Installed together, the objects and pictures in this exhibition set up complex chains of connection. The sculptures on display double as practical objects which might feature in the world of Thorpe’s images, and as simple aesthetic objects. Resembling a rudimentary weapon, the missile-like shape of Eternity and Resistance echoes an earlier collage of a rocket-like habitation. The bow structure of The Axe Cuts the Root matches the shallow curve of the dam in The Axe Laid on the Root. Other works are akin to provisional models for housing. The White Brotherhood is designed as a miniature ‘lean-to’ containing moveable dowel pieces with the potential for sparking fire. Continuous shifts in scale, from a house pictured in a collage to an abstract architectural model, to a large-scale screen, frustrate the possibility of concrete moments of representational realism. Thorpe’s watercolours appear to offer some truth as ‘pure’ specimens of the natural biology of the world from his vision. But studied closely, these plants themselves are shot through with the geometries of man-made culture. This world is built upon a foundation of human invention and endeavour.
In recent writing, Thorpe imagined the making of art in terms of military defence strategy. In his work, it is not only the constructions of weapons and fortress-like dwellings which place an emphasis on barriers, but also the literal division and separation of gallery spaces by his wood and glass screens titled The Protecting Army I-V. Thorpe’s position in the studio is wilfully isolationist; his own work and the work of others serving as the lifelines of communication and sustenance. His elected ‘advisors’ are books and records by other artists, musicians and architects. Sources range from the English Arts and Crafts movement, particularly in the work of William Morris, to the musical cult of Sun Ra and the writings on self-sufficient communalism by C.R. Ashbee.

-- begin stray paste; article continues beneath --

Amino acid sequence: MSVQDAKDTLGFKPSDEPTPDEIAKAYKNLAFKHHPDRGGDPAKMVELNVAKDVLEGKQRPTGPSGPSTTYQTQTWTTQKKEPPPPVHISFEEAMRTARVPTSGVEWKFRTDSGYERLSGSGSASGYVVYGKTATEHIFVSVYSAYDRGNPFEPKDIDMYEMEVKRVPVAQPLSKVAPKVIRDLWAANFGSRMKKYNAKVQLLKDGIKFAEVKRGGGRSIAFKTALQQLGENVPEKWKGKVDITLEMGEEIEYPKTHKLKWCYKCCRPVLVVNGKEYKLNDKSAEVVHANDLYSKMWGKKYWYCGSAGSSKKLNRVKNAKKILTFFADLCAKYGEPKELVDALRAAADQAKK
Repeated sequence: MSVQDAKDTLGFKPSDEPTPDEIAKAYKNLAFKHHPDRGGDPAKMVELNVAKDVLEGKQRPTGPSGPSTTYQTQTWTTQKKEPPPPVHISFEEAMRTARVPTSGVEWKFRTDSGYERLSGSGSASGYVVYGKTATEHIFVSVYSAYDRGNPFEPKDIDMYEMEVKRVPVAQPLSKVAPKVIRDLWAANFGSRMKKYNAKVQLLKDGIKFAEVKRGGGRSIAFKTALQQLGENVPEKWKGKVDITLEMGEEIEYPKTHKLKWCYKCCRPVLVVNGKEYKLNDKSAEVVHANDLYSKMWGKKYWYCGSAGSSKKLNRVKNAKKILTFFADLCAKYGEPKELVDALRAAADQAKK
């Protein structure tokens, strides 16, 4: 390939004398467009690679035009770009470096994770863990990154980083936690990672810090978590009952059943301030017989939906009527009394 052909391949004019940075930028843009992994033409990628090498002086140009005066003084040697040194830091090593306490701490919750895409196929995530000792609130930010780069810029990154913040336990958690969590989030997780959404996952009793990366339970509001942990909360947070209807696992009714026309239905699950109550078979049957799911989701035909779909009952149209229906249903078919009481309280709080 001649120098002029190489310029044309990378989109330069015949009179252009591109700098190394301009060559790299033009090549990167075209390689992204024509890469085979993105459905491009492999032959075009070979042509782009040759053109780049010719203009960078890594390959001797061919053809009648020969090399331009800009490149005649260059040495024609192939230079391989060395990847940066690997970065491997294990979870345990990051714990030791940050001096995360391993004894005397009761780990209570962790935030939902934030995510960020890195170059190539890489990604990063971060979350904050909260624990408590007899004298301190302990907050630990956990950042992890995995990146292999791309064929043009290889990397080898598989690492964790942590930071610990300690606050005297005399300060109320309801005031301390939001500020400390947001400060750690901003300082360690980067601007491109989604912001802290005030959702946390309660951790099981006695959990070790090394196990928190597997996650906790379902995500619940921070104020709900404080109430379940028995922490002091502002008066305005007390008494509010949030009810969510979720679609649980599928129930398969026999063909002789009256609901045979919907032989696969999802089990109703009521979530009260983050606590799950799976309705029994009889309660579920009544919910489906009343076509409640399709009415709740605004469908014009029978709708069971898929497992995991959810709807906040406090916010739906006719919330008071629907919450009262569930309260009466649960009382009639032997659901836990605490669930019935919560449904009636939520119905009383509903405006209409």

Thorpe’s work imagines a cultivated and defended ‘new world’ but he does not work in the tradition of twentieth-century avant-gardism as a revolutionary artist blazing the trail. His work operates with a different level of persuasion, a kind of romantic appeal which points to the possibility of the existence of a pocket of space for building one’s own system of living, one’s own freedom, within an alienating and dysfunctional outside world. In this sense, the work balances carefully on a knife-edge of creativity and conservatism. The work foregrounds a sense of joy in labour as a kind of transformative process. But Thorpe acknowledges the artist-labourer’s position as a luxurious – and therefore necessarily protected, and slightly paranoid – one.
Thorpe’s configuration of images and objects offers a kind of fellowship to those who are open to engage with it, what he has termed a ‘confederacy of seekers’ who wish for such allegiance within a network of historical and current ideas. A performance which Thorpe staged at Tate Britain in 2003, The Mighty Lights Community Project, evoked a similar mood, proposing an imaginary ‘meeting’ of inhabitants of his world. Participants sung hymns and chants on the ambiguously enthusiastic and sinister theme of utopian communal living and belief in a shared, glorious future. The image of community in this work goes against the grain of contemporary notions of ‘participatory’ practice with democratic appeal, implying a certain elitism. Similarly, Thorpe’s work extends a double-edged invitation and warding-off of communality, akin to Sun Ra’s conception of his own philosophy offering ‘a bridge to some, a wall to others’.
Text by Catherine Wood